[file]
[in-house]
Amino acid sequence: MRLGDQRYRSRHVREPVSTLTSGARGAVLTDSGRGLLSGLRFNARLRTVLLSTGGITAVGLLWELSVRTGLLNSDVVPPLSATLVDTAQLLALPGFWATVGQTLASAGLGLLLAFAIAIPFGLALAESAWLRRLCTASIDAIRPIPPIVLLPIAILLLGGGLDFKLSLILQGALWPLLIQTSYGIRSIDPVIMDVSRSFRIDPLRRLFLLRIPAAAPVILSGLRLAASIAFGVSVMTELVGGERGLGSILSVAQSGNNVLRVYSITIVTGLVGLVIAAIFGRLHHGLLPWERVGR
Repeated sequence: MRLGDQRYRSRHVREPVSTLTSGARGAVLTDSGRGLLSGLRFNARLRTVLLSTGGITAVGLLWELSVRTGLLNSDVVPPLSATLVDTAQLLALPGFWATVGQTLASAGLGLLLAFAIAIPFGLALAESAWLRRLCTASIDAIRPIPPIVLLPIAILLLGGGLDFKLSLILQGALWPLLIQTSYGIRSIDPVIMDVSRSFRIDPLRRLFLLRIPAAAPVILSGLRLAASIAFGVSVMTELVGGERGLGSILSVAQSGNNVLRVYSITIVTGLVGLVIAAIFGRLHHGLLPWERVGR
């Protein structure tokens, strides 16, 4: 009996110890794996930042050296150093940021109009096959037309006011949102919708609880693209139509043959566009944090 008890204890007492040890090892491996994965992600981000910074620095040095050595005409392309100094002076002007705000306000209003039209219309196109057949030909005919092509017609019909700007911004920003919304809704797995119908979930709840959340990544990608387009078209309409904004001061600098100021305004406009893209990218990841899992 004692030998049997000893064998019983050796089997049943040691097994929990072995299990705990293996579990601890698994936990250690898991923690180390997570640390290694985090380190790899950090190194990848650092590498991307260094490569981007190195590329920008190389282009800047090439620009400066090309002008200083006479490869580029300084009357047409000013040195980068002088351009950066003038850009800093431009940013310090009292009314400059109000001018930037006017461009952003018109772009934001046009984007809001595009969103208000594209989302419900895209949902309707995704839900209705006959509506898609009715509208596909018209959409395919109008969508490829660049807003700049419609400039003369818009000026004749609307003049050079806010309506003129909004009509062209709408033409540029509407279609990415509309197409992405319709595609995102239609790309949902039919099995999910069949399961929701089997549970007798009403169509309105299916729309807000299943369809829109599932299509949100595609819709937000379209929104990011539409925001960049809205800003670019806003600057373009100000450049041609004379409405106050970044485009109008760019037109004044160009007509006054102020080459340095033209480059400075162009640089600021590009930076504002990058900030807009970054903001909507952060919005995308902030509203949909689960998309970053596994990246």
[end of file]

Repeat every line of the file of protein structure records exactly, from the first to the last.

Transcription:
[in-house]
Amino acid sequence: MRLGDQRYRSRHVREPVSTLTSGARGAVLTDSGRGLLSGLRFNARLRTVLLSTGGITAVGLLWELSVRTGLLNSDVVPPLSATLVDTAQLLALPGFWATVGQTLASAGLGLLLAFAIAIPFGLALAESAWLRRLCTASIDAIRPIPPIVLLPIAILLLGGGLDFKLSLILQGALWPLLIQTSYGIRSIDPVIMDVSRSFRIDPLRRLFLLRIPAAAPVILSGLRLAASIAFGVSVMTELVGGERGLGSILSVAQSGNNVLRVYSITIVTGLVGLVIAAIFGRLHHGLLPWERVGR
Repeated sequence: MRLGDQRYRSRHVREPVSTLTSGARGAVLTDSGRGLLSGLRFNARLRTVLLSTGGITAVGLLWELSVRTGLLNSDVVPPLSATLVDTAQLLALPGFWATVGQTLASAGLGLLLAFAIAIPFGLALAESAWLRRLCTASIDAIRPIPPIVLLPIAILLLGGGLDFKLSLILQGALWPLLIQTSYGIRSIDPVIMDVSRSFRIDPLRRLFLLRIPAAAPVILSGLRLAASIAFGVSVMTELVGGERGLGSILSVAQSGNNVLRVYSITIVTGLVGLVIAAIFGRLHHGLLPWERVGR
């Protein structure tokens, strides 16, 4: 009996110890794996930042050296150093940021109009096959037309006011949102919708609880693209139509043959566009944090 008890204890007492040890090892491996994965992600981000910074620095040095050595005409392309100094002076002007705000306000209003039209219309196109057949030909005919092509017609019909700007911004920003919304809704797995119908979930709840959340990544990608387009078209309409904004001061600098100021305004406009893209990218990841899992 004692030998049997000893064998019983050796089997049943040691097994929990072995299990705990293996579990601890698994936990250690898991923690180390997570640390290694985090380190790899950090190194990848650092590498991307260094490569981007190195590329920008190389282009800047090439620009400066090309002008200083006479490869580029300084009357047409000013040195980068002088351009950066003038850009800093431009940013310090009292009314400059109000001018930037006017461009952003018109772009934001046009984007809001595009969103208000594209989302419900895209949902309707995704839900209705006959509506898609009715509208596909018209959409395919109008969508490829660049807003700049419609400039003369818009000026004749609307003049050079806010309506003129909004009509062209709408033409540029509407279609990415509309197409992405319709595609995102239609790309949902039919099995999910069949399961929701089997549970007798009403169509309105299916729309807000299943369809829109599932299509949100595609819709937000379209929104990011539409925001960049809205800003670019806003600057373009100000450049041609004379409405106050970044485009109008760019037109004044160009007509006054102020080459340095033209480059400075162009640089600021590009930076504002990058900030807009970054903001909507952060919005995308902030509203949909689960998309970053596994990246």